Nov 18, 2018

Christmas 2018 -- First Card! and A Life Update


Here's my first Christmas card for 2018. Very grateful for the time, health, and opportunity to just sit and play. Last year I was recovering from surgery and the year before I was sick in Belgium, so it's been awhile since I had the pleasure of making a Christmas card. At least I think so -- I haven't gone back to check!


This uses Penny Black La Fleur Rouge stamp and a sentiment from W Plus 9 -- both have been around for a while. I stamped it multiple times with Tombow Watercolor Markers and misted with water. Then I stamped with Versamark and embossed in clear and watercolored around the image. The white edges around the stems and leaves are the places where the embossing powder melted. I like the look.

Here's a picture of the layers of watercolor and splatters. So much fun to make!


I took this picture in our bedroom. That blue wall is like the rest of the house -- textured plaster. I've yet to find the right light for photography in this house, but this will do for now.

MOOD WHEN DONE:  Happy!

LIFE UPDATE: The move to Dallas has been full of happiness and some tears. Both of us are very happy we made the move, and both are homesick. We like the city but we need time to adjust. 

The section of the city where we live -- East Dallas -- is full of lovely older homes and buildings. It's liveable and, particularly for me, easy to navigate. We are 20 minutes from Love Field (the airport from which President Kennedy flew back to DC after the assassination). We are about 5 minutes from the President George W. Bush library and will be going there soon. So, while it is different from what we are used to, Dallas is a good place.

Living near our son has been better than anticipated. He hasn't lived near us for more than a few months in over 10 years, so there is a lot of happiness on all sides. We have also spent a fair amount of time with Mike's brother and his family, who live nearby, and are looking forward to spending Thanksgiving with them.

All good!

There is a clinic that specializes in my heart condition nearby, which is fantastic, as most cardiologists do not have enough experience with the condition and can cause more harm than good. The clinic is a participating site for a clinical trial for a new drug and asked me if I wanted to participate. In a week or so I start the process to see if I can participate. Without clinical trials, we will not more forward so I am hopeful.  I'll let you know how it goes.

Today we are hosting a small get together for a few neighbors. And one of them is -- get this -- a stamper who reached out to me because she reads this blog and recognized my description of where we live. She is 3 blocks away!! We met for lunch and she is awesome. I AM SO EXCITED.

I hope to be back with more cards later this week. 




Nov 14, 2018

Oh, James

I scanned the intake sheet: James Kolacki (not his real name), 24, unemployed. Wants to appeal a denial of social security disability (SSD).  One of the other lawyers or paralegals in my legal aid office must have been on vacation or overloaded, as I rarely handled that type of case.  Ok, time to learn something new.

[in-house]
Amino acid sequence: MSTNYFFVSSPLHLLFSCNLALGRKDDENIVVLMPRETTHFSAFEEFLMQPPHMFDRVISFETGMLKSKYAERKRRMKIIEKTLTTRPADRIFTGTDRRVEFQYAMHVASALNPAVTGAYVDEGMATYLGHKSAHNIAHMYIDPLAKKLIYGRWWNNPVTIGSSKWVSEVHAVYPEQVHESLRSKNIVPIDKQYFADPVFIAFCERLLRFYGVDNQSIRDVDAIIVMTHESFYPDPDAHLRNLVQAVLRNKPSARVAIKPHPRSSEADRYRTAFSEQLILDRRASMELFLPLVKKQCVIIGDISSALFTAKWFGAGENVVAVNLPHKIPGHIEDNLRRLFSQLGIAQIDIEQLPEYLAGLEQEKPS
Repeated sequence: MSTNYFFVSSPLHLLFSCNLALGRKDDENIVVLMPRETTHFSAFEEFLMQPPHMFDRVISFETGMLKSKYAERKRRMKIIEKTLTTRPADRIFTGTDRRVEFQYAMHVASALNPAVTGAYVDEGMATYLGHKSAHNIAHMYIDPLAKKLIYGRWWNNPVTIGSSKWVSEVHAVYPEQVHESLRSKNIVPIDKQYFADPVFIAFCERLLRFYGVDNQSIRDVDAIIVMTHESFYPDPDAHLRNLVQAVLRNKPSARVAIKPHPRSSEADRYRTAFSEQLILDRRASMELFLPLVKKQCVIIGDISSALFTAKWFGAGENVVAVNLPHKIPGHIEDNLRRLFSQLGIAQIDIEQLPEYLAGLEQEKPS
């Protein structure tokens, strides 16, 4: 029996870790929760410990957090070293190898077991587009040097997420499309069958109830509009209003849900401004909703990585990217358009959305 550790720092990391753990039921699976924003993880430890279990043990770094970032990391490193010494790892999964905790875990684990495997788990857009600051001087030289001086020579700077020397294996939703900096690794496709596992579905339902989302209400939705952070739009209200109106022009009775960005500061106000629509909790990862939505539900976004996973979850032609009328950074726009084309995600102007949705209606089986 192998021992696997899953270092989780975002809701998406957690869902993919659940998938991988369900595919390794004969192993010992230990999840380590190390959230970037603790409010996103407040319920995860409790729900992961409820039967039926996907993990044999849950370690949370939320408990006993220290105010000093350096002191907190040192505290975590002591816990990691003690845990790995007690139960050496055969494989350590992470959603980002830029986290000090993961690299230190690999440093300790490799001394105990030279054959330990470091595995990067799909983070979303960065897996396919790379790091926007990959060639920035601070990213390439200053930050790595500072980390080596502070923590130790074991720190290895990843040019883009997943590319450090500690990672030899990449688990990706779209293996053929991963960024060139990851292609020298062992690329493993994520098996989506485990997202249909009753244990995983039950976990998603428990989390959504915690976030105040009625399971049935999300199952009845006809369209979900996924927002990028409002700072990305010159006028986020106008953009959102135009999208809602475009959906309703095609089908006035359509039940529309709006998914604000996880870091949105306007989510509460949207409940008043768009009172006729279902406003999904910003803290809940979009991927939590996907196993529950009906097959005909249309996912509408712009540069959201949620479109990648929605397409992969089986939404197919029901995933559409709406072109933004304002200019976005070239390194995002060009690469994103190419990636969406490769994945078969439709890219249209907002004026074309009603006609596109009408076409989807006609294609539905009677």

James had pale white skin, blond, almost white, hair, and pale blue eyes. Very thin, he looked about 18. His father, Mr. Kolacki, was with him. Mr. K was graying and looked older than his age (50). I soon learned why.

It is difficult to get SSD, and very difficult when you are young. Before the government will agree to pay, you must meet the definition of disability in the social security laws. The older we get, the easier it is to meet that test -- back problems, arthritis, cancer etc. all become much more common as we age. At 24, however, the odds were not in James' favor.

Before I could introduce myself, I noticed James reading my framed licenses and certificates quite closely. So, after I told them my name, I made a point of mentioning that I was "the attorney" assigned to James. Since I was 27 and a woman, it was often necessary for me to remind my clients that I was a "real" lawyer.  Sometimes I needed to remind myself as well.....

Right from the start, Mr. K took over the appointment and explained that James lived in supported housing, ran by a local non profit, for adults with developmental or serious mental health issues.  Mr. K handed me the paperwork denying SSD for his son, and said he wanted to appeal.

It's tricky when an adult comes in with a parent, child, or other adult who is answering all the questions. So I went out of my way to explain to James that I was his attorney, not his father's, and that I wanted to speak privately with James.  Mr. K got up to leave, but James immediately said it was ok for his father to stay.

Mr. K sat down and I looked at James and asked him why he thought he couldn't work. His father immediately answered for him. "James has schizophrenia** and cannot hold a job." He then handed me a one inch thick medical file.

I needed to hear from James, if for no other reason that James would need to testify and I had to assess his ability to do so. So I sat back and said to James, "Tell me about your life. I know your Dad can explain it but I want to hear it from you." And then I said to Mr. K, "If it's ok, I'd like you to sit back and just listen for a bit." Mr. K nodded.

Without looking at me, James said, "I live with my parents and I got fired from my job at Taco Bell."

"What reason did Taco Bell give you for firing you?"

"I got upset. I couldn't stay there at the cash register so I left in the middle of my shift and they fired me."

James looked a little agitated and kept staring at my certificates, so I decided to change the subject and ask something simple.

"Did you graduate from high school?"

I caught a look of immense sadness come over Mr. K's face. Before James could respond, Mr, K said: "Yes, James graduated 3rd in his class. And then he went to the University of Virginia for 2 years. When he was a junior at UVA, he had his first psychotic break and moved back home."

In the 3 years that I had been practicing as a legal aid lawyer, I had a lot of clients with serious mental health issues. Although they were a small portion of my practice, they took up a lot of my time. Sometimes their issues seemed comical, even though underneath they were deadly serious and tragic. Nevertheless, it seemed I connected with them better than with my "healthy" clients.

For example, Gail (not her real name) kept filing lawsuits against Picasso (his real name), even though Picasso was dead and Gail had no connection to Picasso. I had learned the hard way not to argue with Gail about those facts. Rather, I convinced Gail to stop filing suits against Picasso because Picasso wasn't in the US and the US courts didn't have jurisdiction over him.